In the last four months, investor optimism that global crude prices will increase has slumped by nearly half.
Hedge funds’ net-bullish position on Brent crude, an evaluation of how positive money managers are that prices will gain, has jumped 49% from early April as trade wars cloud the picture for oil consumption. In spite a good week for the benchmark among strikes at North Sea fields and refuses in US stockpiles, Brent stays regarding 6% down from this year’s peak in May.
Mark Watkins, who assists oversee $151 billion at US Bank Wealth Management mentioned, “When you start to look at the different economies across the globe — Europe, Asia, the emerging markets are definitely starting to hit some headwinds.”
Investors “are potentially getting a little bit more concerned about the rest of 2018, and probably going into 2019, that demand might be a little bit softer than previously had been,” he stated.
The exchange of tariffs between China and the US is one of the component that frightens to weaken global economic expansion and hurt energy demand. Technical indicators even pointed to a strong decline in prices. During the period covered by the report, Brent’s 50-day moving average reduced below its 100-day one, an invitation to sell.
Hedge funds’ net-long position – the difference between bets on higher prices and wagers on a drop – in Brent was decreased to 324,431 contracts, ICE Futures Europe data displays for the week ended August 21. Which compares with a high for the year of 632,454 in the week ended April 10. Longs declined to the lowest in more than two years.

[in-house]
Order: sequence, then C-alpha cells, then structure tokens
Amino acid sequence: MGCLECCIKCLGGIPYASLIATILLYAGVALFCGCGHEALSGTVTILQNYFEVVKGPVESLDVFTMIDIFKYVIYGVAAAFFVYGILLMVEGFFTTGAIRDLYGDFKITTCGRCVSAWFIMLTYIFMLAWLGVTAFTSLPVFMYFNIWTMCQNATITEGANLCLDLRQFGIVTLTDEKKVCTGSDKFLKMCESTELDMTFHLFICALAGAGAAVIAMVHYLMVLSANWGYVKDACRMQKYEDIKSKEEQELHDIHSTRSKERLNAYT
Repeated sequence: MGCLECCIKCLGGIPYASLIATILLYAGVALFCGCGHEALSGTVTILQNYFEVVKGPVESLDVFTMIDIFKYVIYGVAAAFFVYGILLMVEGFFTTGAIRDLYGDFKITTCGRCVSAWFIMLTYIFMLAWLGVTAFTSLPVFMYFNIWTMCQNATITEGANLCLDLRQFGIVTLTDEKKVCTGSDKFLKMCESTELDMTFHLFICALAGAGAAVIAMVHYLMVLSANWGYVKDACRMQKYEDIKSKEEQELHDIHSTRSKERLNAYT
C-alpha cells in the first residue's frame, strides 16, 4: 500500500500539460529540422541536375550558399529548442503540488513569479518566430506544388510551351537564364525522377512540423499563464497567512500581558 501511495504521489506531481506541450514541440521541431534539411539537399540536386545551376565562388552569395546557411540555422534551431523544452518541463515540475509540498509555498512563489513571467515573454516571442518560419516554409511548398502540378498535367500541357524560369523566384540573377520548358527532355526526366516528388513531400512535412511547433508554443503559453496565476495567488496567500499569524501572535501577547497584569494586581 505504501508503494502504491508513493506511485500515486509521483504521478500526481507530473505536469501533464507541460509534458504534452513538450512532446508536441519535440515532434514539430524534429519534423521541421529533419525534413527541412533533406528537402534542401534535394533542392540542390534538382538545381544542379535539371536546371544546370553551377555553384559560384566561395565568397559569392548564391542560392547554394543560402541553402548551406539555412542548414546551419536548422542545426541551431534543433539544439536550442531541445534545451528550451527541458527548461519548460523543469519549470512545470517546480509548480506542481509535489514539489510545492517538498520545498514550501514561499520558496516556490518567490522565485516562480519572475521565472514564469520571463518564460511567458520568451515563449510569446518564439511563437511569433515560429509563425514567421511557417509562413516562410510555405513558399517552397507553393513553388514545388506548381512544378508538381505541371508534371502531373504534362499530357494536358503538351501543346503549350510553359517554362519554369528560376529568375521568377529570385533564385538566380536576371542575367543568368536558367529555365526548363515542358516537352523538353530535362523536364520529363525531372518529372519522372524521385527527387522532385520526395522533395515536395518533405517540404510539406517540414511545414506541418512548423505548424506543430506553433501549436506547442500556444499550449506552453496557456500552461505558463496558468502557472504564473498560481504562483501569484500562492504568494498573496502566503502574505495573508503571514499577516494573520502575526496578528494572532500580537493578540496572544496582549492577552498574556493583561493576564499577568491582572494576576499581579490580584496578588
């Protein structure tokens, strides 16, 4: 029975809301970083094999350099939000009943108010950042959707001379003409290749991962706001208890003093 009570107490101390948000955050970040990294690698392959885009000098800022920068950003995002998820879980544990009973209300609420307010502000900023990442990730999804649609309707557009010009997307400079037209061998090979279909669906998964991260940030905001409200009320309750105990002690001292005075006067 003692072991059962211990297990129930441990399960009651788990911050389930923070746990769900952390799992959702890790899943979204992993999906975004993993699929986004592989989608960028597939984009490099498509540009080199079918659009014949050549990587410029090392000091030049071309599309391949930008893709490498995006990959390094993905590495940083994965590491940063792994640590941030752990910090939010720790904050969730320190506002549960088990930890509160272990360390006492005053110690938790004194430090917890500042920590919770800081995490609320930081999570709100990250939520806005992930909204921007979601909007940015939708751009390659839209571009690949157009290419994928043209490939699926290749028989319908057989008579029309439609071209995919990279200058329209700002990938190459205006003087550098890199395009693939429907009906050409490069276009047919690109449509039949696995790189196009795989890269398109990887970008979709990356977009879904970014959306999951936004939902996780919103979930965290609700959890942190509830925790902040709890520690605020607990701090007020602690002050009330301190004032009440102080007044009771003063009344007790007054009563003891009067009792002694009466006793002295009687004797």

Saudi Arabia has formally kept the initial public offering of its state oil company on hold while the producer, Aramco, aims on purchasing a strategic stake in local petrochemical group Sabic for almost $70bn. While the Sabic contract will delay the IPO, it does not mean it is cancelled, people familiar with the matter informed, asking not to be identified because the information is private.
Brian Kessens, who assists in managing $16bn in energy assets at Tortoise stated, “It seems like worst case for Saudi Arabia: It’s off the table. Best case: It’s delayed even further.” He even said, “Some people thought that if the Aramco IPO was going to go forward, that at least that would offer longer-term support for oil.”
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